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"No Right Answers"

How to Build a Village | Community design

 

How to Build a Village is our new blog series dedicated to showcasing the steps involved in establishing and building sustainable villages from scratch with our families. Through photos and firsthand accounts from family members and project leaders, you can experience each stage of development, from the purchase of land to the building of farms, homes, and health brigades. Our first piece in the series focuses on the community design process for La Bendición, our newest community, in Nicaragua.

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The birth of an Agros village is nothing short of a team effort. Following the purchase of land and the recruitment of families, the village design process is a crucial stage of development that involves participation from the whole community.

 

Meet Geoff Piper

"While this isn't typical architecture, it's definitely the favorite thing we do in our office." That's how Geoff Piper, a tall, red-bearded architect and father, introduced his work with Agros at a Direct from the Field webinar. His office, The Global Studio, has worked with us to design homes, water systems, and village plans in four Agros communities, starting with El Eden in 2006.

In April 2015 he went down to Matagalpa, where La Bendición was just beginning, to try out a new solution to a question we're always asking ourselves. Maybe you'be asked it, too.

 

"A lot of nonprofits tackle one issue. Agros tackles a lot of issues in an effort to tackle a deeper, more comprehensive solution. As architects and designers that's something we're drawn to." Geoff Piper, Architect, The Global Studio.


 

How does “our” village become “their” village?

We want to treat village families as equals, not beneficiaries. That’s why we call villagers “partners” in their own development. Partnership creates ownership, develops leadership,and fosters dignity. We weave this belief into everything we do: villagers earn their land, lead volunteer health brigades, and govern their own community. Every major decision in the community requires buy-in.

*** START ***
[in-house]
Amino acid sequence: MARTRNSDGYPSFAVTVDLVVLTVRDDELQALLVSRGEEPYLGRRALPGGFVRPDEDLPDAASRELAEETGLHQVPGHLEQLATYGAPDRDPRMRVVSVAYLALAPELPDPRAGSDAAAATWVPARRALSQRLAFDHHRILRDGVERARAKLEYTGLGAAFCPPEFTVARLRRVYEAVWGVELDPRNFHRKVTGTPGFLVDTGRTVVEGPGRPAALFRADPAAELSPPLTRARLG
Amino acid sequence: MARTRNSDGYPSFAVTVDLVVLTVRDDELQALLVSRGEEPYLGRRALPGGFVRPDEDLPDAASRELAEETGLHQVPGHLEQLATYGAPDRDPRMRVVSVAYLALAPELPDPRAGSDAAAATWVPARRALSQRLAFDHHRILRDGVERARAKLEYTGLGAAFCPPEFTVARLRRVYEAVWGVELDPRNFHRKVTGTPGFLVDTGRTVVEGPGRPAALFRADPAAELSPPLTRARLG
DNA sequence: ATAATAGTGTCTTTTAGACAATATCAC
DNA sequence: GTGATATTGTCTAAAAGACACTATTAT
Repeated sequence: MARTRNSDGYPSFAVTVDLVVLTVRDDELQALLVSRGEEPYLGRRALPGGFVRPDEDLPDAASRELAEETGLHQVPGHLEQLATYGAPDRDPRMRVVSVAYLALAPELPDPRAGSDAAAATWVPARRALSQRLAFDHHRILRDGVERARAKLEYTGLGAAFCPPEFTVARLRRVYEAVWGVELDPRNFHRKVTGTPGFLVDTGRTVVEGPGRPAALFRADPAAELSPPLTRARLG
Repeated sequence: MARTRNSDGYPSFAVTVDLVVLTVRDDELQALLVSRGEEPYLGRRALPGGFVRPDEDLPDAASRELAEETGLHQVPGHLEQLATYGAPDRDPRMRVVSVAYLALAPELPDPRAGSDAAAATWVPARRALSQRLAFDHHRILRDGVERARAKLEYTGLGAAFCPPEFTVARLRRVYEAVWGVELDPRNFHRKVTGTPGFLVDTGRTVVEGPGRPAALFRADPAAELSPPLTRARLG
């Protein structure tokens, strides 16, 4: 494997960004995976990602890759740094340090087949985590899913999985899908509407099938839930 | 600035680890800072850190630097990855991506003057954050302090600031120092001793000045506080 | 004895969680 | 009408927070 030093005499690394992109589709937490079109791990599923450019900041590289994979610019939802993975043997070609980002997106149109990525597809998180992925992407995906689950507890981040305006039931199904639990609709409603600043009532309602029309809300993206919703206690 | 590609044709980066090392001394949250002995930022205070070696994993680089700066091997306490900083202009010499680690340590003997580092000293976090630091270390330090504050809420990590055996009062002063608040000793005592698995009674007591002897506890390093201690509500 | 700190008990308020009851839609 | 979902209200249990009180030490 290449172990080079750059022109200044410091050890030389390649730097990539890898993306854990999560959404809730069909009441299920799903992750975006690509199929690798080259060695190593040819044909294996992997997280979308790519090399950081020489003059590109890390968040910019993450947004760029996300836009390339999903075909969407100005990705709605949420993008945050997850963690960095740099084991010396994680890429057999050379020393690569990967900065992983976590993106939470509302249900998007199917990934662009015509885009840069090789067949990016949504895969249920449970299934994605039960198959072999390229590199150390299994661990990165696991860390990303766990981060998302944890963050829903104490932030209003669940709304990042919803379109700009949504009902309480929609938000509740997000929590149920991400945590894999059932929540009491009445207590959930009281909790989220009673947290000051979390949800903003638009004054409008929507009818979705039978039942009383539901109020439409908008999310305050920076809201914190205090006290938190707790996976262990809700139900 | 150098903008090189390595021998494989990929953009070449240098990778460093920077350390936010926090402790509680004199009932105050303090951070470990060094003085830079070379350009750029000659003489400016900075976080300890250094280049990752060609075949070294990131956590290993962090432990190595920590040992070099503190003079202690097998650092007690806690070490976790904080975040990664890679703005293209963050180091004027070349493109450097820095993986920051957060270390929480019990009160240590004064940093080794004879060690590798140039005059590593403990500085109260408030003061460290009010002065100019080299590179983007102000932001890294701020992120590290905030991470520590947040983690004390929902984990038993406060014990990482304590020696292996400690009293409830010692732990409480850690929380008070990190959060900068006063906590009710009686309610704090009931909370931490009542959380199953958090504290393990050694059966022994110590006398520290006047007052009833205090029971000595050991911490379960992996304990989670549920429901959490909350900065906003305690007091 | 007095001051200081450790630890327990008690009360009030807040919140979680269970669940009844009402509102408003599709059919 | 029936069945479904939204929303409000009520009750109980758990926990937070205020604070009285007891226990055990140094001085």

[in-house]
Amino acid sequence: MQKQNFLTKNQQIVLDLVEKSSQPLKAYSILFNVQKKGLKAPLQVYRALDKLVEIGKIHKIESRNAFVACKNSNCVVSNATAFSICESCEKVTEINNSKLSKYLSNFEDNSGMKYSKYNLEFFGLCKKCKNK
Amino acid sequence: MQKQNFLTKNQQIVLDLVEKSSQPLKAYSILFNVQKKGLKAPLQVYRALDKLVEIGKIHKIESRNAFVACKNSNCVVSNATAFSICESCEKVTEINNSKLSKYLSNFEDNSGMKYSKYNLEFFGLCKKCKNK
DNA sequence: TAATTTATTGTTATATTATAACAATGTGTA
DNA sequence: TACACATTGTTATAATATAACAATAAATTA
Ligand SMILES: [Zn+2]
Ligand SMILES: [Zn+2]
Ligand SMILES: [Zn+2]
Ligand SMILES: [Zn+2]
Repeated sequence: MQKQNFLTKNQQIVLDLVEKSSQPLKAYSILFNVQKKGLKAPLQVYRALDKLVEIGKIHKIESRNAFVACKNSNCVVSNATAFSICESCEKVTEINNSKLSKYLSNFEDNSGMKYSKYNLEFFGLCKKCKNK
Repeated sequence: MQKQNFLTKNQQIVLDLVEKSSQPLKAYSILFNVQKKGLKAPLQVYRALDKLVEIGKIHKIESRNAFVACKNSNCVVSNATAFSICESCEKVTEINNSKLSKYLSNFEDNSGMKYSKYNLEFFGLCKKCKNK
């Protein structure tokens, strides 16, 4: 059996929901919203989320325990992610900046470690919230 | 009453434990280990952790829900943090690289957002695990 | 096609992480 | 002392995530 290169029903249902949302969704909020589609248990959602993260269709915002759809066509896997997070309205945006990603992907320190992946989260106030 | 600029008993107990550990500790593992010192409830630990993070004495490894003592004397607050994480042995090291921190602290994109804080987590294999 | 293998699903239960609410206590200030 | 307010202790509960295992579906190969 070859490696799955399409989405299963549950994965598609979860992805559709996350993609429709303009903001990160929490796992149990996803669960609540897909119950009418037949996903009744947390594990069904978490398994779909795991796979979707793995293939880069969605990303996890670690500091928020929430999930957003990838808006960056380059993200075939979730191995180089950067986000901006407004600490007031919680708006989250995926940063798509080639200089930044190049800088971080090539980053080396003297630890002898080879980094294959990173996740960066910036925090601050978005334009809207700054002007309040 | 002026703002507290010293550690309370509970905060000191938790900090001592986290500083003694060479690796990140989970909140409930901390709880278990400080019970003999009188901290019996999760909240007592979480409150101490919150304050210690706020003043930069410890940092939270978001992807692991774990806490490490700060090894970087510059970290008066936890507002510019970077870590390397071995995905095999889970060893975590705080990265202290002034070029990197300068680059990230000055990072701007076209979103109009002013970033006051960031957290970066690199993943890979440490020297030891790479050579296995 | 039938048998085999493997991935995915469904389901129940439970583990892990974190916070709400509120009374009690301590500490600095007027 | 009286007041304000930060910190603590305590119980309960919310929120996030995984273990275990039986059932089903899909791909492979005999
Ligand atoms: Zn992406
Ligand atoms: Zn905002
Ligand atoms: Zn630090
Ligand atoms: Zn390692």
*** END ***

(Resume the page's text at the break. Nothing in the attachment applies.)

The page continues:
But we realized that partnership was lacking in a key moment in the genesis of a new village: the initial design. Historically, villagers hadn’t had much input into the design of a community that they would build with their own hands, raise children in, and grow old in.

 

We knew this needed to change. Villagers needed to be partners from day one. So we asked Geoff Piper, an architect from The Global Studio, to come up with a solution that we could use to design La Bendición.

 

 


 

These are the two community design concepts that Geoff's team asked families to debate. They discussed housing lot size, spacing and placement of civic buildings. Thanks to your support, for the first time, these men & women are in control of their futures.

 

 

His answer: Games. Drawing. Voting. And even some friendly debates.

 

“We use exercises and games to move past language barriers and to make sure that there’s no right answer to the questions that we’re asking.” - Geoff Piper

 

“The idea is to learn and to teach,” he added. “We’re learning what the villagers’ concerns are, what their hopes are, and what their dreams are.

 

“At the same time, we’re teaching. Communities often haven’t had the security to do long-term planning. We design our exercises to ask them to think about what’s going to happen next, in five or ten years.”

 

Let the games begin!

For the first activity, Geoff handed out tools & paper. Instructions were simple: Draw your dream village. Go! This got the right kinds of questions flowing in everyone’s minds:

 

  • What do you need in a village?

  • Where are you going to put the roads? The housing lots?

  • What are you going to build first, second, and third?
     

 

How to Build a Village

Families in the thick of laying out their community. 


Next they played a buying game, where villagers were given a limited number of chips and asked to buy what they wanted on their lots. Their top picks were a place to sleep, potable water, and a latrine. They moved to buying on a village scale. Geoff asked villagers what they would buy first: a clinic, a school, a preschool, or a park.

 

“By listening more than we talk, and putting the tools in their hands, we want to empower them as decision-makers.” - Geoff Piper

 

Geoff’s team compiled everything they’d learned so far into two community designs that illustrated extreme opinions within the group.

 

Option A: large housing lots, centralized civic space, homes spread out

Option B: smaller lots, tightly clustered, civic spaces on the outskirts

 

Geoff split the villagers into two groups, assigned them options, and set them to debating. Then they switched sides and argued again. Villagers finally picked their favorites and argued one more time. “By the end of the process, the conversation switches,” explained Geoff, “Villagers are telling us what they designed.”

 

Their village

At the end of the day, villagers stepped confidently before our board of directors to present their final consolidated design for their community. Design-wise, they’d decided on larger lots. They were willing to be separated, as long as it was only a five minute walk in between.
 

 

    Anna Lehn

       Marketing and Communications Manager

 

 

This entry was posted on Wednesday, July 13, 2016 at 1:20 PM
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